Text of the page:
When the idea comes up, they gather focus groups. It's important to check at teachers and children of a particular age if they're interested and useful in a new set, and of course to understand what can be changed and refined.

Let's say the purpose of the recruitment is to introduce pre-school students to the basics of programming. Then we need to understand how interesting it is for children to make a program of bright cubes on the screen? What size should the details be? For a recruitment that familiarizes high school students with industrial manipulators, we need to determine: how many degrees of freedom should be provided, how many executives, how many motors and so on.

After the focus group, if it went well, it starts preparing detailed TK.

  • What components are needed; what size and colour they should be; what they should look like in general; what software is needed; what motors and sensors are needed, etc.

Once TK is ready and agreed, they begin to develop themselves.

Implementation of the idea

A large team is working to create each new set:

  • Engineers — they design controllers, sensors and various executive devices; designers and 3D models; software developers; methodists — develop a learning and learning complex; testers and many others.

How does this whole team work?

From Description to Real Components

When TK is ready, engineers come in. They work on the composition of the set, design every detail, model the use options, and find out which devices will be needed.

Let's say one set has to develop a new fee, the other one has to find or develop more powerful engines, or maybe we have to invent new ways to connect sensors to the controller, so that the baby can understand.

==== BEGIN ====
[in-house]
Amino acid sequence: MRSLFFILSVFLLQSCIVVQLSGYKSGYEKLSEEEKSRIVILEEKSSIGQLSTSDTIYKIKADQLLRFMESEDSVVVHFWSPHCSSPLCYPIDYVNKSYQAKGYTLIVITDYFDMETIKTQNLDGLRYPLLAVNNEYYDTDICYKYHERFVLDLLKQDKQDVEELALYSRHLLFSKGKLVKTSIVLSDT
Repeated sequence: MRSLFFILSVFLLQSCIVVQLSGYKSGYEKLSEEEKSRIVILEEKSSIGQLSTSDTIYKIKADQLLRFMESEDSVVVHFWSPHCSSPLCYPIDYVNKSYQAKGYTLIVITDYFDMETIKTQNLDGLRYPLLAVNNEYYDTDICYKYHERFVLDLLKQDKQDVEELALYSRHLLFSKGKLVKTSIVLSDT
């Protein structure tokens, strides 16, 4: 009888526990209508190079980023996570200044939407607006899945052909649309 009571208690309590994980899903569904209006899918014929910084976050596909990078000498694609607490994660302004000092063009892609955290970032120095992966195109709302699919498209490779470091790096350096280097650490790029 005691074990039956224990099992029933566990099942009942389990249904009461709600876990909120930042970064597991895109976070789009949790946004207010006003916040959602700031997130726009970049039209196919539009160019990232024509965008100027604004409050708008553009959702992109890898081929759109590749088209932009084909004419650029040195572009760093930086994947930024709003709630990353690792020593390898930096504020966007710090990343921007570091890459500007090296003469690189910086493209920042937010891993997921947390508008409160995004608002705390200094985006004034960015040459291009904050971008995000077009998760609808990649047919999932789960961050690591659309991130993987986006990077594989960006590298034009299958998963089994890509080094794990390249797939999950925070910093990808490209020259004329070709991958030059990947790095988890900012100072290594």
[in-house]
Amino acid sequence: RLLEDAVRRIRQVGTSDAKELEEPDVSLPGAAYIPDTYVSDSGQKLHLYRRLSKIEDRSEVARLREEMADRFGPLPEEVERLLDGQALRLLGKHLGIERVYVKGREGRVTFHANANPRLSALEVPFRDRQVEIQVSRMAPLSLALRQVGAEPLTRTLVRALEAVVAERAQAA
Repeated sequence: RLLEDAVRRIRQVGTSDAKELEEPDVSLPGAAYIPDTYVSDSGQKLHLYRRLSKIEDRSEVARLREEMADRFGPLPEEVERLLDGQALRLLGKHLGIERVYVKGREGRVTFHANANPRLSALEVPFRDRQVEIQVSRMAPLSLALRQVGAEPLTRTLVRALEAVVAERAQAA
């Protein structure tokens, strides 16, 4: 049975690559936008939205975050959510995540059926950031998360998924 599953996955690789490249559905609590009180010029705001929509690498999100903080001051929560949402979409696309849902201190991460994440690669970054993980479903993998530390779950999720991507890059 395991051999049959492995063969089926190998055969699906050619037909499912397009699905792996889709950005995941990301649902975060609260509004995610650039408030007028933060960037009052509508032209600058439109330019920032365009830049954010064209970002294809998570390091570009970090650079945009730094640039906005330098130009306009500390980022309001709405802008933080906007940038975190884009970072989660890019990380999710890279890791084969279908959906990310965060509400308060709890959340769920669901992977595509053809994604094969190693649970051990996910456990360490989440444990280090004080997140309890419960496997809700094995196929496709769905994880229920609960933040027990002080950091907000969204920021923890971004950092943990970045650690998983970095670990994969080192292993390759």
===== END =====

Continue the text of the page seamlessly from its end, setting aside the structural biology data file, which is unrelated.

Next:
Not only do all the electronic modules come up with at this stage, they need to be designed, produced, and then tested for practicality and durability. And the interesting thing is to check the fight: how complex is the module to connect and interact with them? Will the children of a certain age be able to work with it?

We're developing software.

Even the most thought-out set without control teams is a dead kirpic. You have to create a language where children can "talk" to a robot, which is to develop a programming environment where children write algorithms for their robots. And then after the engineers come in, the programmers come in.

What should the software look like, by which a child can write a robot control program himself? Of course, it must match the age of the pupils. There are sets for children from the age of four -- no one will ever teach them Python.

For the youngest robotic technicians, there's visual software. It's very simple: every action by a robot, for example, "activate the engine" or "light the LED", corresponds to a bright block in the interface. Children build these blocks in a certain order -- and so they collect code like a puzzle.